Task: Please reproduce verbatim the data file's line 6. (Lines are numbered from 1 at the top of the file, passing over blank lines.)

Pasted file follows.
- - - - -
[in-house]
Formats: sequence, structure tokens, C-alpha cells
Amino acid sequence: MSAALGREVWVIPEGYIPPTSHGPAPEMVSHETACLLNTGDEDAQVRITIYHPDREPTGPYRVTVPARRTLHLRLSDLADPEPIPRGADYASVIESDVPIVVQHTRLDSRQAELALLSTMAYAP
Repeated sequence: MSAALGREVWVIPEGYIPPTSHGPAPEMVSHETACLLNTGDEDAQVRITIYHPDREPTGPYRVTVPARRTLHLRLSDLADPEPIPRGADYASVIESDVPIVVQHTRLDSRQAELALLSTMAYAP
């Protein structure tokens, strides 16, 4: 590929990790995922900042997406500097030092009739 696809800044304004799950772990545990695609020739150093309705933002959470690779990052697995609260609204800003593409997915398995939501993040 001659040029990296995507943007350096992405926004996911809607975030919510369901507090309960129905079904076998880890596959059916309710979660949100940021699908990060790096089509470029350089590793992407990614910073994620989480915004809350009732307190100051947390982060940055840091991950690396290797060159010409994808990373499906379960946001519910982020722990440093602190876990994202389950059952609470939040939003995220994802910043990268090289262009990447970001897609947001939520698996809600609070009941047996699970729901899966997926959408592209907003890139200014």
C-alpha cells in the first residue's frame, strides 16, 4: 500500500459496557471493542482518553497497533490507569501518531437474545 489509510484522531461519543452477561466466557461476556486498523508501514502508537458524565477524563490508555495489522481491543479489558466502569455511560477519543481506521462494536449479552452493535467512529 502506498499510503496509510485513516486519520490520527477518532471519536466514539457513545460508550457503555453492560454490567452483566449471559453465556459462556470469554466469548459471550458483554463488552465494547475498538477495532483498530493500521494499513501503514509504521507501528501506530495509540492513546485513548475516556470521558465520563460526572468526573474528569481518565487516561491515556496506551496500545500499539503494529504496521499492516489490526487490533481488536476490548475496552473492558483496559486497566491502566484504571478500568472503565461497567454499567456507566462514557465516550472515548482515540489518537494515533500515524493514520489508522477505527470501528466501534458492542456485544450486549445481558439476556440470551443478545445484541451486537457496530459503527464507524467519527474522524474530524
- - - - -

C-alpha cells in the first residue's frame, strides 16, 4: 500500500459496557471493542482518553497497533490507569501518531437474545 489509510484522531461519543452477561466466557461476556486498523508501514502508537458524565477524563490508555495489522481491543479489558466502569455511560477519543481506521462494536449479552452493535467512529 502506498499510503496509510485513516486519520490520527477518532471519536466514539457513545460508550457503555453492560454490567452483566449471559453465556459462556470469554466469548459471550458483554463488552465494547475498538477495532483498530493500521494499513501503514509504521507501528501506530495509540492513546485513548475516556470521558465520563460526572468526573474528569481518565487516561491515556496506551496500545500499539503494529504496521499492516489490526487490533481488536476490548475496552473492558483496559486497566491502566484504571478500568472503565461497567454499567456507566462514557465516550472515548482515540489518537494515533500515524493514520489508522477505527470501528466501534458492542456485544450486549445481558439476556440470551443478545445484541451486537457496530459503527464507524467519527474522524474530524